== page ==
Wednesday, February 22, 2012

Stories From the Road

Monday on the drive home, I took a little 20-mile shortcut from the coast to connect to the highway I wanted.  It was a lovely drive alongside a placid river, through this verdant, lush valley, so green it was like we'd stumbled into an Irish enclave, an ethereal, hidden place where the Fae come out to dance at night under the moon.  Big farms, small steadings, a valley perfect for growing things.

Mom and I are quiet, admiring the scenery as we pondered our own thoughts, then as we came around a bend in the road, Mom starts chuckling at this herd of cows she spots out her window.  I look, but see nothing exceptional, just a herd of cows.

"What?" I ask.

"Every time I see cows like that, it reminds me of my grandmother."

"Did she raise cows, or something?"

Mom laughs.  "No, not at all.  One day Grandmother was taking us home (five kids) from Seattle back to Kent (a Seattle suburb),  and we were making too much noise, fighting, being children.  She was losing her patience, so to make us behave, she told us if we were very quiet, she would show us a special herd of cows."  Long pause. 

 "And...?"  I look over at Mom; she's far away, back in time, once again a little girl, in a car with her sisters and baby brother.

Smiling, she says, "Grandmother said if we stopped fighting, and stayed quiet, she would show us a herd of cows with no legs."

"No legs?"

"We got off the highway and drove into the country, and there, sure enough, were the legless cows.  Grandmother drove very slowly, pointing them out.  We were completely amazed, our noses pressed to the car windows as we drove by and no one said another word until we got home."

I'm still slightly puzzled, but before I can ask her to explain, she points:  "Look!  More legless cows!"

I look, then we both burst out laughing as we pass a herd of cows, resting peacefully in a field.

Clever Grandmother.


Mom and I continue driving, make the connection onto the highway, and eventually find ourselves passing through this small town that I recognize.  Alan and I drove through this place on our way to see my mother when we first got to America.  I spot the A & W Drive-in and now it's my turn to chuckle, and Mom's turn to ask what's funny.

Back in time we go, to a hot summer's day, about 18 months ago...

I see the drive-in ahead and tell Alan to pull in.  "What's an A & W?" he asks.

"The A & Dub has the best root beer, and I haven't had one for years.  They serve it in freezing cold mugs, ice sheets melting down the sides, and that first cold bite of root beer is just about the best thing ever.  Pull over!"

There were three picnic tables out front, so we got out of the car, claimed the last available table, and I went to the window to order for both of us: burgers, frosty mugs of root beer, and fries, then as I'm standing there waiting for the drinks, this thundering rumble of a Harley echoes against the building and my heart sinks.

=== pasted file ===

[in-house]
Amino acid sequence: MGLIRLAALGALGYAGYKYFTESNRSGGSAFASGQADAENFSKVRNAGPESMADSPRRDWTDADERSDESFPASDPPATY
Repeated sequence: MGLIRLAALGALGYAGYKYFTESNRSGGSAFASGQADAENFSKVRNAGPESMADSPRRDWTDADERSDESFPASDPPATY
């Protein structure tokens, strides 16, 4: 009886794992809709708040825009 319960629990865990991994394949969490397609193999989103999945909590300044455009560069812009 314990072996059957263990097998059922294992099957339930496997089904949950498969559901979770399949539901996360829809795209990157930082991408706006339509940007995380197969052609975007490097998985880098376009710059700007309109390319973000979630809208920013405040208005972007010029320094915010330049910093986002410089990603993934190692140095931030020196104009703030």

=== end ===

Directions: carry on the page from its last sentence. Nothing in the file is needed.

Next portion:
(Bear in mind that I've been out of the country for over a decade, and I feel like a foreigner; everything is weird to me, the food, the accents, the driving on the wrong side of the road, everything.)

Oh boy, out of the corner of my eye I see this huge man get off his motorcycle.  Alan is sitting at the picnic table with Ozzy as the biker dude comes up behind me, where I'm just getting the root beers, and I swear, he blocked the sun.  Alan and I are both tall, but this guy was at least 6' 6", maybe taller, and outweighed us by 100 pounds easy.  I turn, two mugs in hand, and find myself staring into the upper chest of this massive, leather-clad mountain.  Ah crap.

I raise my head, he looks down, our eyes connect, he sort of snarls, "That your dog?" and does this quick, sharp gesture with his chin towards Ozzy, sitting quietly on the bench next to Alan.  But wait.  Hold on.  Is he going to make fun of my dog?  Am I imagining the sneer on his face?  Well, my hackles rise, disregarding the fact this guy could have squashed me like a bug.  Mother hen in me puffs up; fear recedes.  Don't be dissing my boy.

"Yes," I say, belligerent, as I wonder how fast I can run to the car after I've doused him in two frosty root beers; and damn, can Alan grab Oz and follow me before it's too late?

He reaches into his leather jacket--I tense, thinking holy shit, he's going to shoot me--and the most amazing, bizarre, hilarious thing in the world happens.  He gently pulls out the tiniest, sweetest little Chihuahua I've ever seen.  She couldn't have weighed 2 pounds including her wee pink shirt.  Yes, her pink shirt.  He lovingly cradled her in the palm of his enormous hand like a piece of fine china.  "If your dog's friendly, you think I could sit with you?  Yours is about the right size so she won't be scared."

To say I was speechless would be an understatement.  I think I nodded my head, though I don't remember.  I was so focused on this giant of a man with his tiny dog, and the sudden startling turn of events, that it took me awhile to wrap my head around it all.  Alan waves the guy over, and for the next hour the three of us, and two little dogs, sat in the summer sunshine at the A & Dub, eating, talking, laughing, and honestly?  Having a great experience as our lives unexpectedly crossed paths for a brief moment in time.


Mom and I are laughing when I finish my story.  I told her I learned something really valuable that day:  Never judge.  Just because someone looks like the Devil's minion, until you have all the facts, don't judge them by how they look.  You never know.  The baddest dude in town could just be a marshmallow with a tiny girl tucked close to his heart inside his leather jacket.

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